>
AsiaNow banner

For optimal performance, it is recommended that you use either Chrome or Firefox for any transactions, including the membership renewal page. If you are experiencing problems loading the page, please change your browser. Internet Explorer is not compatible with our database.

From category archives: #AsiaNow

Uncategorized posts

After Easter: Sri Lanka’s Muslim Community and the Question of Islamic Radicalism

By Bart Klem Bart Klem is Senior lecturer at the University of Melbourne. In 2011, his article, “Islam, Politics and Violence in Eastern Sri Lanka,” was published in the Journal of Asian Studies. In the #AsiaNow post below, written shortly after the Easter Sunday bombings of several churches and hotels in Sri Lanka, Klem explains how these attacks fit—or, rather, do not fit—into the broader history of Sri Lanka’s Muslim community. Sri Lanka’s Muslim community, an oft neglected group, suddenly became world news on Easter Sunday with the Islamist bomb attacks on several churches and hotels. The forensic details of the attack, the network responsible, and the lapse of the intelligence services have been covered in news updates. The basic challenge of putting the attack in context is that it does not fit—the Easter attacks do not make Sri Lankan sense, but now that they have happened, they affect the dynamics of Sri Lanka’s continuing ethno-political confl ...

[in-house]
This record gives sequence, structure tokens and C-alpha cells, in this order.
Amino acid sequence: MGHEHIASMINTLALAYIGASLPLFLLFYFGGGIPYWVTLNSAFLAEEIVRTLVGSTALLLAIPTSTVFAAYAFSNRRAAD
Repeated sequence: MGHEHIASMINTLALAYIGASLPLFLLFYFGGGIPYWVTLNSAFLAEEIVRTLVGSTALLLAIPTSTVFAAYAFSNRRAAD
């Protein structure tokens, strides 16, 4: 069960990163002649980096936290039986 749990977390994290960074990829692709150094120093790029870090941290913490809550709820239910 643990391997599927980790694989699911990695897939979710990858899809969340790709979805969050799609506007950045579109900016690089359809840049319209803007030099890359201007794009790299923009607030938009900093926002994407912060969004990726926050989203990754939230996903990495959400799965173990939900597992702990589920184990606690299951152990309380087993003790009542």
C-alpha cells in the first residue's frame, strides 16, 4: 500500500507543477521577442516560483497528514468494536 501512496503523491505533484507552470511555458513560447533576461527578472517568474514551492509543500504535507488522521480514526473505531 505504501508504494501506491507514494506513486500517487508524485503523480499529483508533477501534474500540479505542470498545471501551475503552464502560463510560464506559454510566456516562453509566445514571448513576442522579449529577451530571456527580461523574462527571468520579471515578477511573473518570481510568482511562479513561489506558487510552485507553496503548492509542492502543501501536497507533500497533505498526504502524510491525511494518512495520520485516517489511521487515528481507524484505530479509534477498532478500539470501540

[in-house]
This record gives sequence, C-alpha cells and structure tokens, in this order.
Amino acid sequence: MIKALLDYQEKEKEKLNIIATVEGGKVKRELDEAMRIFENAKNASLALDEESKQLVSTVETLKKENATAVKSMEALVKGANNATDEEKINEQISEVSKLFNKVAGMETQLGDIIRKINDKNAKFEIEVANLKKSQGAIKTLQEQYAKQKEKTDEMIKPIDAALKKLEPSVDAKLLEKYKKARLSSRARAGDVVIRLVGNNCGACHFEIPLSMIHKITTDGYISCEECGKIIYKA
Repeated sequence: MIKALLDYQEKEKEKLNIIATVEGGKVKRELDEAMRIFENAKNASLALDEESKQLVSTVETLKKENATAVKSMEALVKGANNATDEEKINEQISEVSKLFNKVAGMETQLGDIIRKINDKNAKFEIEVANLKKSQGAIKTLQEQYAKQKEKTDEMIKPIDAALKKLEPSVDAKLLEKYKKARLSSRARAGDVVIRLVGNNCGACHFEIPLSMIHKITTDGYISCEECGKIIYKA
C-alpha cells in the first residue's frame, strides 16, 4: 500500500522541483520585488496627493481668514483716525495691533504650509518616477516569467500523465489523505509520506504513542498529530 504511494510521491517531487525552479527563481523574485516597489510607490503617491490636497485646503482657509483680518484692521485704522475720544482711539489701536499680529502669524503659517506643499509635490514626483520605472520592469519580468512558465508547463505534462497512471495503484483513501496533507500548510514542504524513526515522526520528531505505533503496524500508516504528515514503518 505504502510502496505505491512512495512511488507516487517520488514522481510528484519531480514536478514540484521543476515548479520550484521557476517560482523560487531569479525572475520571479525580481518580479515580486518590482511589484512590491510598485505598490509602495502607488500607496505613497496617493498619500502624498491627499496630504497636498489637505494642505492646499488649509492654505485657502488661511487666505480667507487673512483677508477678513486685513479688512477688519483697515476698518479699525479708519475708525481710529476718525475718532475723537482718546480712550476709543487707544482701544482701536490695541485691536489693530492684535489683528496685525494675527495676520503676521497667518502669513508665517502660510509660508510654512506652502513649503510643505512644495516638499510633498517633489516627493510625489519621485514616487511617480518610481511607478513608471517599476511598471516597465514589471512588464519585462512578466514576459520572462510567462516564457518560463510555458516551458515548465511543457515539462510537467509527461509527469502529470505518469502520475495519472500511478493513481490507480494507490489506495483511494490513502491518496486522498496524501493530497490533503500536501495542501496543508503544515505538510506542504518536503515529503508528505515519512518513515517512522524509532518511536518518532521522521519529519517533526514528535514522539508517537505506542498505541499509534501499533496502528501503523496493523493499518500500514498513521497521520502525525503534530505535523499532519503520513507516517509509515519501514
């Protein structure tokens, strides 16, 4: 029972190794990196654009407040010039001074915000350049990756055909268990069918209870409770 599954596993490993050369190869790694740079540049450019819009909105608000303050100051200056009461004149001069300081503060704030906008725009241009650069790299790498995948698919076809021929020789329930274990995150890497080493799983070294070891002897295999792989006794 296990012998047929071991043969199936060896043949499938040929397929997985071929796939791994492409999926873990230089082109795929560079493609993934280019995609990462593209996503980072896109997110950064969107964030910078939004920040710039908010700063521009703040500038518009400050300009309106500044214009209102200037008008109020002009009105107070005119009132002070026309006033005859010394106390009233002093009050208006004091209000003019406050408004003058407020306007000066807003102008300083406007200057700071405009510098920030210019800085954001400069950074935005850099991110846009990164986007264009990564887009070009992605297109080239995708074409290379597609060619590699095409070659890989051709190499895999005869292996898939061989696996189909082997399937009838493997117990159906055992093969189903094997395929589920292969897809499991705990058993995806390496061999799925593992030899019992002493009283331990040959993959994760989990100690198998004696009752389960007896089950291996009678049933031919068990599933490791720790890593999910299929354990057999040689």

Read the rest of entry »

Brief Summary of Academic Climate in Thailand

AAS-in-Asia presents an opportunity for scholars of Asia based in Asia and around the globe to share their research with one another and, in the process, to learn about the constraints under which scholars operate in various countries. The next AAS-in-Asia conference will be held in Bangkok, Thailand, July 1-4, 2019. Accordingly, the AAS officers would like to provide a brief summary of the academic climate in Thailand. Since establishing a constitutional monarchy in 1932, Thailand has experienced 25 general elections and 12 coups d'état (an additional 7 attempts failed). Following its latest coup on May 22, 2014, Thailand has been ruled by a military junta. Faced with growing pressures, the government held elections on March 24, 2019. With election results not expected to be confirmed until after the May 4-6 coronation of Rama X and as various political parties negotiate to form a coalition government, the outcome of this latest election remains unclear. In the wake of the 2014 coup, citizens have ...

Read the rest of entry »

March 2019 AAS Member News & Notes

Congratulations to AAS Members Sheena Chestnut Greitens (University of Missouri), Joshua Hill (Ohio University), William Norris (Texas A&M University), Suzanne Scoggins (Clark University), and Kristin Vekasi (University of Maine), who are among the 20 scholars named as 2019 National Asia Research Fellows by the Institute for National Strategic Studies and National Bureau of Asian Research. *** AAS Member Tamara T. Chin (Brown University) has received a 2019-20 Frederick Burkhardt Residential Fellowship from the American Council of Learned Societies. *** Nine AAS Members have been selected as fellows in the sixth cohort of the Public Intellectuals Program at the National Committee on U.S.-China Relations. Congratulations to Jude Blanchette (Crumpton Group), Keisha Brown (Tennessee State University), Iza Ding (University of Pittsburgh), Diana Fu (University of Toronto), Arunabh Ghosh (Harvard University), Kelly Hammond (University of Arkansas), Yingyi Ma (Syracuse University), Tabitha Grace Mall ...

Read the rest of entry »

President’s Column, September 2018: Conference Report on AAS-in-Asia in New Delhi